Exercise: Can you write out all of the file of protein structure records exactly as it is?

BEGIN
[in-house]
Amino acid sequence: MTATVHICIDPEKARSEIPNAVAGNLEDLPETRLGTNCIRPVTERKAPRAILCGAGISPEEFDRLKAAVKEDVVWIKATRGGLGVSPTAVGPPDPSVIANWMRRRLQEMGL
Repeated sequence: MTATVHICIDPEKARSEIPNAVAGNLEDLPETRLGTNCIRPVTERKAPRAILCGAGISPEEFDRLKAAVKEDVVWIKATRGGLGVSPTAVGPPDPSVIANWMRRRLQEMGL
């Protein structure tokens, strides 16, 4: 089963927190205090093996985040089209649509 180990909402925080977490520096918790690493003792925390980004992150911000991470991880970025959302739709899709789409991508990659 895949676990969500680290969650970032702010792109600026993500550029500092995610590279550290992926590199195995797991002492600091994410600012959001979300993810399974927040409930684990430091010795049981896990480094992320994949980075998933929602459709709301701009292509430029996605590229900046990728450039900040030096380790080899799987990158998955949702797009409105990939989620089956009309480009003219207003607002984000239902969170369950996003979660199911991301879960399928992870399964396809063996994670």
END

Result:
[in-house]
Amino acid sequence: MTATVHICIDPEKARSEIPNAVAGNLEDLPETRLGTNCIRPVTERKAPRAILCGAGISPEEFDRLKAAVKEDVVWIKATRGGLGVSPTAVGPPDPSVIANWMRRRLQEMGL
Repeated sequence: MTATVHICIDPEKARSEIPNAVAGNLEDLPETRLGTNCIRPVTERKAPRAILCGAGISPEEFDRLKAAVKEDVVWIKATRGGLGVSPTAVGPPDPSVIANWMRRRLQEMGL
């Protein structure tokens, strides 16, 4: 089963927190205090093996985040089209649509 180990909402925080977490520096918790690493003792925390980004992150911000991470991880970025959302739709899709789409991508990659 895949676990969500680290969650970032702010792109600026993500550029500092995610590279550290992926590199195995797991002492600091994410600012959001979300993810399974927040409930684990430091010795049981896990480094992320994949980075998933929602459709709301701009292509430029996605590229900046990728450039900040030096380790080899799987990158998955949702797009409105990939989620089956009309480009003219207003607002984000239902969170369950996003979660199911991301879960399928992870399964396809063996994670």